Kansas freshman wing Andrew Wiggins declared for the NBA draft at a press conference on Monday.
"I'd like to give glory to God for giving me this opportunity," Wiggins said. "Me and my family and my coaches and my teammates have talked about entering the draft and staying [at Kansas]. And at the end of the day, I decided I'm going to enter the draft. It wasn't an easy decision because the fans showed me so much love here. ... I wish I just had more time, college goes by so fast. I see why people stay all four years."
Wiggins was joined by his parents and Jayhawks coach Bill Self at the press conference.
"Certainly a proud day," Self said. "This is a happy day. ... The time is right for Andrew. Opportunity is certainly knocking on the door. ... We're very proud of him, very excited for his future and as good as he's been for us, we know he's only scratching the surface of what he'll do going forward. This is a great decision and one we support 100 percent."
One of the most hyped basketball prospects in recent years, Wiggins indicated multiple times over the course of his freshman season that he planned to go one-and-done. The son of former NBA player Mitchell Wiggins -- a first-round selection in 1983 who spent six seasons in the league and also played professionally overseas -- is a strong candidate to be selected with the top overall pick.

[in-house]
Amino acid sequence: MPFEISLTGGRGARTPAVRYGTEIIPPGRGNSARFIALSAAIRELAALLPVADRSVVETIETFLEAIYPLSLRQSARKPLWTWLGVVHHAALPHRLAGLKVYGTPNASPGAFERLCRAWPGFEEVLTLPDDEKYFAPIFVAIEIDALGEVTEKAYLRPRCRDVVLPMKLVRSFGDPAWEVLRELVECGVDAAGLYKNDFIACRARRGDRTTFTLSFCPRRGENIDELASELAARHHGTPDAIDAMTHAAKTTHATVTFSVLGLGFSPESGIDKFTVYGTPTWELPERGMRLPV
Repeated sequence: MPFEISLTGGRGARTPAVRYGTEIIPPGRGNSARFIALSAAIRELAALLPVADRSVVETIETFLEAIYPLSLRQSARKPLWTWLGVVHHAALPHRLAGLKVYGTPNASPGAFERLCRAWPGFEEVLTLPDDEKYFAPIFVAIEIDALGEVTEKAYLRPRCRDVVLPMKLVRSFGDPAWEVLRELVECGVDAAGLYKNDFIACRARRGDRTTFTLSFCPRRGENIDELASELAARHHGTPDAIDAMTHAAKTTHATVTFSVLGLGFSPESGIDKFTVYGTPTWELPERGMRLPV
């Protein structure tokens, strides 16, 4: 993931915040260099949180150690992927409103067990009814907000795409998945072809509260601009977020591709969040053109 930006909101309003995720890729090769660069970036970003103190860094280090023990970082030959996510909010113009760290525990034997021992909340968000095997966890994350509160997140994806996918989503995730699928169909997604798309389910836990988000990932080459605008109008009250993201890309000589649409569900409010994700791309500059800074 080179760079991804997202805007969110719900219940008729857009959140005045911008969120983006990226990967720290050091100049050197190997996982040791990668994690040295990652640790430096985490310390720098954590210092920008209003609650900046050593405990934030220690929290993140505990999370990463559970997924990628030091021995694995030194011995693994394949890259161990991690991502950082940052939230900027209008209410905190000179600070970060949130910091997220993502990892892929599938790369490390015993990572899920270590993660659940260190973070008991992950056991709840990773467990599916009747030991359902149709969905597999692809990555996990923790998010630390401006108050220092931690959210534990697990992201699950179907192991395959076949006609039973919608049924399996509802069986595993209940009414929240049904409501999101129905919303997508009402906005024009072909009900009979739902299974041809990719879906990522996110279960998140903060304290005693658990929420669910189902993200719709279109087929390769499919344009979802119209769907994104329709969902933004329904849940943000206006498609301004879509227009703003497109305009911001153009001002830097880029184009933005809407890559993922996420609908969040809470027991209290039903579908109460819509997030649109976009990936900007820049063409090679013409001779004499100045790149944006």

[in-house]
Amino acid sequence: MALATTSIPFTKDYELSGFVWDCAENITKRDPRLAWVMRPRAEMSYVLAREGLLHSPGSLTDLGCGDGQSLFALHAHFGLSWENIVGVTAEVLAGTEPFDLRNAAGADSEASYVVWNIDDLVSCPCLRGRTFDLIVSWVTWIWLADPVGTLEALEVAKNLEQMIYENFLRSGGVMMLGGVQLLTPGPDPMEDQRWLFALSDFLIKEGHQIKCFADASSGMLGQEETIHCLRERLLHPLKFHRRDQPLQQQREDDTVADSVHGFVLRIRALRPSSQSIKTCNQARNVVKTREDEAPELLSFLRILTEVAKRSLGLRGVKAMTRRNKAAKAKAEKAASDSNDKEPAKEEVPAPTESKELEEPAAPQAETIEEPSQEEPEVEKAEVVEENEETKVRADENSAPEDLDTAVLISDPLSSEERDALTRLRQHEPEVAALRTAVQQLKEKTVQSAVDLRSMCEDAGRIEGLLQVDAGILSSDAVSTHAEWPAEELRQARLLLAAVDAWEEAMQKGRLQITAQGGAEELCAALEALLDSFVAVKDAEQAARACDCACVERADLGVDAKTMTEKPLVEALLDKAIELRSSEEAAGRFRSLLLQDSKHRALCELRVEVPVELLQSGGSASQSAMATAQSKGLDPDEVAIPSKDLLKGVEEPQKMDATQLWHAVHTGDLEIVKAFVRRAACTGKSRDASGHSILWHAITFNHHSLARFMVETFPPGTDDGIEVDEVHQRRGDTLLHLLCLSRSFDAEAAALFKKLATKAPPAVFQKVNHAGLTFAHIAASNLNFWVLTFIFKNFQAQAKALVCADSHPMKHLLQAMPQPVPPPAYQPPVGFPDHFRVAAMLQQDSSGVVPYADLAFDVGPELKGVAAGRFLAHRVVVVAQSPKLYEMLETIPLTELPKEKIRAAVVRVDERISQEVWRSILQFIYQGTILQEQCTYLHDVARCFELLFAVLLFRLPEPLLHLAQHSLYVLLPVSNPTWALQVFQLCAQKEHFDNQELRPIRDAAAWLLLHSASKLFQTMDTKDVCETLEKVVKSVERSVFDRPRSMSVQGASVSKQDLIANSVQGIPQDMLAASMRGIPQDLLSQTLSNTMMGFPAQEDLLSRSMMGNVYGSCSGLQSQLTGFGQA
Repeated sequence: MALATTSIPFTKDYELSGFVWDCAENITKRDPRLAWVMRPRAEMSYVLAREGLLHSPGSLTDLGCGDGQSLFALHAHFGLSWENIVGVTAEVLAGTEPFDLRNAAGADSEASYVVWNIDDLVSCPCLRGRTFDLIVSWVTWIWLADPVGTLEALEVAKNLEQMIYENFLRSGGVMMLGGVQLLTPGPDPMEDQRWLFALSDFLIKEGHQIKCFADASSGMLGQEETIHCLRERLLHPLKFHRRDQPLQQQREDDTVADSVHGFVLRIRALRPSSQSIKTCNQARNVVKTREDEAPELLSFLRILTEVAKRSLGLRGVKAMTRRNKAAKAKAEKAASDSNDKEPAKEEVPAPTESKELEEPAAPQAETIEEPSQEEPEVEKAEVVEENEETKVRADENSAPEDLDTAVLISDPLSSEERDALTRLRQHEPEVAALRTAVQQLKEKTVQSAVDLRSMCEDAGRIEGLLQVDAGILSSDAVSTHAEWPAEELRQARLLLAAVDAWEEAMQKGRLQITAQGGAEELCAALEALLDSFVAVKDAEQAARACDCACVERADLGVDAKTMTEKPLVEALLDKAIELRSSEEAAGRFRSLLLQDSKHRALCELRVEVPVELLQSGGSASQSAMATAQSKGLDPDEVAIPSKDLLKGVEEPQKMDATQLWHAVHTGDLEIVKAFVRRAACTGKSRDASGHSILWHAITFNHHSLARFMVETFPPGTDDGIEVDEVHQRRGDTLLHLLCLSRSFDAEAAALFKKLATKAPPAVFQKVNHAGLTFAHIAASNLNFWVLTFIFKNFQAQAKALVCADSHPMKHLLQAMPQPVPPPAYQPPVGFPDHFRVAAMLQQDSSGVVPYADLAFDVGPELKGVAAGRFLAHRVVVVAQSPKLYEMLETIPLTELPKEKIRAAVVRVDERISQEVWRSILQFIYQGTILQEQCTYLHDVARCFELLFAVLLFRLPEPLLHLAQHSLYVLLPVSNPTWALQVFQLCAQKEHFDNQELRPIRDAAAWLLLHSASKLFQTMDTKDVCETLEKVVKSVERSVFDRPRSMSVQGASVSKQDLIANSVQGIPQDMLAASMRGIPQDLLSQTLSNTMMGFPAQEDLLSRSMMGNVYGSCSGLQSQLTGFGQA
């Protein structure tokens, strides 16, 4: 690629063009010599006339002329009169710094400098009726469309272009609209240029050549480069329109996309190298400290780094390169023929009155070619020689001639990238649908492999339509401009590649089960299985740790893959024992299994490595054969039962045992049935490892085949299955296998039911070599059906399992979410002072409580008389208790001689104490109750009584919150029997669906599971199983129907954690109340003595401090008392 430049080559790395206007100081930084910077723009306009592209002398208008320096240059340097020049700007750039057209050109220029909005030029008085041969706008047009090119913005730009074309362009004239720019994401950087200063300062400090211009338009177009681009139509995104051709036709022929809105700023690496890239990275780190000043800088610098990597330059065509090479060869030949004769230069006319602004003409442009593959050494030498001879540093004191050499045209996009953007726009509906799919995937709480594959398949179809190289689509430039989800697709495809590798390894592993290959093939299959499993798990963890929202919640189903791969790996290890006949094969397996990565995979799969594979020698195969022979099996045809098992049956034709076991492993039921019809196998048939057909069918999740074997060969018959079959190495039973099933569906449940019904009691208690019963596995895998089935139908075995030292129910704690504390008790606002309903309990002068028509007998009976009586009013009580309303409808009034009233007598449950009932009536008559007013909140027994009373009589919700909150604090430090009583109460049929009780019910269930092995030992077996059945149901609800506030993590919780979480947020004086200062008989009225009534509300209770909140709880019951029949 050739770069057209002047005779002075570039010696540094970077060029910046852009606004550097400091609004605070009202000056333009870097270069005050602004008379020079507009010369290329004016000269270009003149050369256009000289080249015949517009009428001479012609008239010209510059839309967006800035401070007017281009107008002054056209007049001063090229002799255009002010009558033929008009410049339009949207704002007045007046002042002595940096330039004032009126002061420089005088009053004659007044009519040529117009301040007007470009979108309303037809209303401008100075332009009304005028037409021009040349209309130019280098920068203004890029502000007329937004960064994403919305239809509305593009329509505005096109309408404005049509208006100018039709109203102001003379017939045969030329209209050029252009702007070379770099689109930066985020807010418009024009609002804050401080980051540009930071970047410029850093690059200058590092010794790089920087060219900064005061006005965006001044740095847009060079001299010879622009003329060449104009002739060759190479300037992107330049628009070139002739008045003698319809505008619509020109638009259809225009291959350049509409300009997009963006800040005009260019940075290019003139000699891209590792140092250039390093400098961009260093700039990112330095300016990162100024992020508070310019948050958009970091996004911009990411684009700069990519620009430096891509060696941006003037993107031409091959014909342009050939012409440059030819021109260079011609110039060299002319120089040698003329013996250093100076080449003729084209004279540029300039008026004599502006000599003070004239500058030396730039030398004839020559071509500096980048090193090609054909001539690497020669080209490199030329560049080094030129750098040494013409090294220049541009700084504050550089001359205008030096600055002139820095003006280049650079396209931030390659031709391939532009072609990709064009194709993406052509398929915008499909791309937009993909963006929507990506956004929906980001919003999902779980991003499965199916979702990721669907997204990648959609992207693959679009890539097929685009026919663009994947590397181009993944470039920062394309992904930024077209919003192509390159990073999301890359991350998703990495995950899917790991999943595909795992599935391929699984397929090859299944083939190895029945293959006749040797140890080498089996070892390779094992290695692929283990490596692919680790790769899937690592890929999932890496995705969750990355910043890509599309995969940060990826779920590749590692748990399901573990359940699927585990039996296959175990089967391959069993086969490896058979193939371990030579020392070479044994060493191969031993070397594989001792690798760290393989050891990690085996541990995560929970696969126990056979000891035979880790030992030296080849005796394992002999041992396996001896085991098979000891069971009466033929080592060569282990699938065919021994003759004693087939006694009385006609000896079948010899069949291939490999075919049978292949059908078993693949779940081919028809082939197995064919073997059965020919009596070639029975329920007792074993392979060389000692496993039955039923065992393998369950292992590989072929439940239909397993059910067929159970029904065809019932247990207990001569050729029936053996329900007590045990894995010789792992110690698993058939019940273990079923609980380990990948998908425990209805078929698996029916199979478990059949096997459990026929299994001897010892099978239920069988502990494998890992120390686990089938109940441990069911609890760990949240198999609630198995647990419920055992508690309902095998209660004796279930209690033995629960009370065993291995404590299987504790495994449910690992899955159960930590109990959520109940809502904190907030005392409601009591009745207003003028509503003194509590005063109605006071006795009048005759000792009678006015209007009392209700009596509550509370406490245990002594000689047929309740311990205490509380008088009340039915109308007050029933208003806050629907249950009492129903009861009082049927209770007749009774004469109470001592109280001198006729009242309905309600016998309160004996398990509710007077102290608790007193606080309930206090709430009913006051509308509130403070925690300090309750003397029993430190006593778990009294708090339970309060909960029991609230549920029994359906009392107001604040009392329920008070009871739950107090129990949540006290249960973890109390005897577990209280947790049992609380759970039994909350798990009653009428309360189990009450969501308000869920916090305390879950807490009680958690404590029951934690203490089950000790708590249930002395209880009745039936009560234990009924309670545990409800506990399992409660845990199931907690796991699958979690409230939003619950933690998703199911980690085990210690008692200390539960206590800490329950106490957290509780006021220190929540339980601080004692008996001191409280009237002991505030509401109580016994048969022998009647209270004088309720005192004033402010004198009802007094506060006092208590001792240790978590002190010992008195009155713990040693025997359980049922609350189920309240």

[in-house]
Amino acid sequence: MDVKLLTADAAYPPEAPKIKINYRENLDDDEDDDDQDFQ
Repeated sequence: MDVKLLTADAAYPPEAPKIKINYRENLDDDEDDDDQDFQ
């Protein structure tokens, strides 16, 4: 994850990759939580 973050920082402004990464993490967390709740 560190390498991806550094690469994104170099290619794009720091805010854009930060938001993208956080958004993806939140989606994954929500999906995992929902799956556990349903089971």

"[Being the No. 1 pick has] always been a big dream of mine," Wiggins said. "That's just the competitive side. You want to be chosen first. You want people to label you the best player."
Wiggins, 19, averaged 17.1 points, 5.9 rebounds and 1.5 assists in 32.8 minutes per game this season, earning Big 12 Freshman of the Year and second-team All-American honors. He tallied 19 points and four rebounds in Kansas' NCAA tournament victory over Eastern Kentucky and registered four points and four rebounds in a 60-57 loss to Stanford.
Sports Illustrated’s Chris Mannix placed Wiggins at No. 1 on his latest big board.
Wiggins began the season in the No. 1 spot -- and finishes it there. He disappears a little too often, has shown a reluctance to consistently attack the rim and his mental toughness has been questioned, but there is too much brilliance to overlook. Wiggins has that rare ability to make difficult plays look effortless, and his on-ball defense is superior to that of virtually anyone at his position. NBA coaches should be able to draw out Wiggins' star talent.
What's next? Wiggins said he will go about selecting an agent and then begin training for the pre-draft process. While expressing confidence that he's ready to make the jump to the next level, Wiggins acknowledged that he is eyeing potential areas of improvement.
"No one's game is perfect," he said. "[I want to improve] strength, ball-handling, shooting, just trying to perfect everything for the next season." A native of Ontario, Canada, who attended high school in West Virginia, Wiggins is listed at 6-foot-8 and 200 pounds and currently ranks No. 1 on both DraftExpress.com's Top 100 and Chad Ford's Top 100. He could become the second straight Canadian selected with the No. 1 overall pick after UNLV's Anthony Bennett was the top selection in the 2013 draft.